Sichuan Airlines' cockpit window breaks, makes emergency landing; co-pilot injured

Sichuan Airlines Co-Pilot Sucked Halfway Out Of Broken Windshield

Sichuan Airlines co-pilot 'sucked halfway' out of cockpit, captain says

A policeman stands guard in front of a China Southern Airlines plane as the plane of US first lady Michelle Obama departs from Chengdu airport, Sichuan province, March 26, 2014.

French Airbus representatives later said they would send teams to China to investigate what triggered the 7-year-old plane's malfunctioning. Reuters quotes Liu Chuanjian as explaining that a booming sound was heard and the right cockpit windshield was suddenly gone-along with, nearly, the co-pilot.

An anonymous passenger on the flight told China News Service that the experience has made him afraid of ever taking another plane again.

But "everything in the cockpit was floating in the air. The plane was shaking so hard I could not read the gauges", Liu said.

The co-pilot suffered scratches and a sprained wrist, the CAA said, adding that a flight attendant was also injured. Some 27 received medical check-ups at a hospital in Chengdu, where the plane made its emergency landing, according to the South China Morning Post. "Other attendants in safe positions repeatedly reminded the passengers to put on oxygen masks", Wang told a reporter about the chaotic moment.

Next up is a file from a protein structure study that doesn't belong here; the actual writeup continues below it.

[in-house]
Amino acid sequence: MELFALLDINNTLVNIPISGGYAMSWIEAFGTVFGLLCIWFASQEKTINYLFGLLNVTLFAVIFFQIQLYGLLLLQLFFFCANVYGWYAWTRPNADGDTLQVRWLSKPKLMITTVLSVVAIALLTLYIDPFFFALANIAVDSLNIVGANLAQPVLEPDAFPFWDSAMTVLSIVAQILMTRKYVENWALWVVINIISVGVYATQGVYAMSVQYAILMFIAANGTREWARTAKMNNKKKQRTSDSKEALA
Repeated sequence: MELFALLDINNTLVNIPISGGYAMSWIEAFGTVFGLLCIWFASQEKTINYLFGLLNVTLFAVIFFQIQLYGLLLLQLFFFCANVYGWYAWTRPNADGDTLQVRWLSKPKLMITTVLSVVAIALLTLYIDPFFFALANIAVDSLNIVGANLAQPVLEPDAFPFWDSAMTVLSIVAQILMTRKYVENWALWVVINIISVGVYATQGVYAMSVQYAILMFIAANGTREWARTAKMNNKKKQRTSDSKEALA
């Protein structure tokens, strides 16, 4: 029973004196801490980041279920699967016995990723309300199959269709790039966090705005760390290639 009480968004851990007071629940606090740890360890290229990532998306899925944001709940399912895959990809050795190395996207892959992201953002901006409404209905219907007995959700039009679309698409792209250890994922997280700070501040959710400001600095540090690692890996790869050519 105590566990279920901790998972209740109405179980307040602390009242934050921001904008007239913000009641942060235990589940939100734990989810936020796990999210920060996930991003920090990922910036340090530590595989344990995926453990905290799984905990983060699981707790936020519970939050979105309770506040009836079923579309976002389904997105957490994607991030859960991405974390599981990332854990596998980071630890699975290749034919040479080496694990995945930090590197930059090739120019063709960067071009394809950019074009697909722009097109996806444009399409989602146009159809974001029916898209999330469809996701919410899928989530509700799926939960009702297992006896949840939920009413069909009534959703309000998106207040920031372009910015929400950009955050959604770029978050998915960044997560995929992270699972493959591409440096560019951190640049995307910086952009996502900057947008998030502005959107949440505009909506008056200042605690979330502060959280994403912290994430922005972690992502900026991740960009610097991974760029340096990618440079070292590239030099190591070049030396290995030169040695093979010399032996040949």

As -40 C winds blew through the cockpit, Liu was able to grab his co-pilot, whose body was halfway outside the plane.

Incidents involving cracked windshields do happen on a regular basis due to occurrences such as bird or lightning strikes but ones involving entire windshields coming off are rare.

"I suddenly heard a bang from the top of the plane, very loud".

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Speaking on the incident, the Sichuan Airlines issued a statement on its official Weibo account and claimed that the issue was a "mechanical failure" and that the passengers were soon taken to their destination in a different flight, the news agency reported.

"The broken window in the cabin causes a loss of pressure".

Sichuan 3U8633 from Chongqing to Lhasa diverted to Chengdu. As the windshield broke the aircraft's altitude dropped down to 24,000 feet.

"The oxygen masks on the plane all dropped out".

Liu said he has flown the route 100 times, and is familiar with many different flight situations.

An investigation into the incident is now underway.

There were 119 passengers on board, none of whom were injured by the incident.

CAAC of Southwest Regional Administration and Sichuan Airlines will carry out further investigations.

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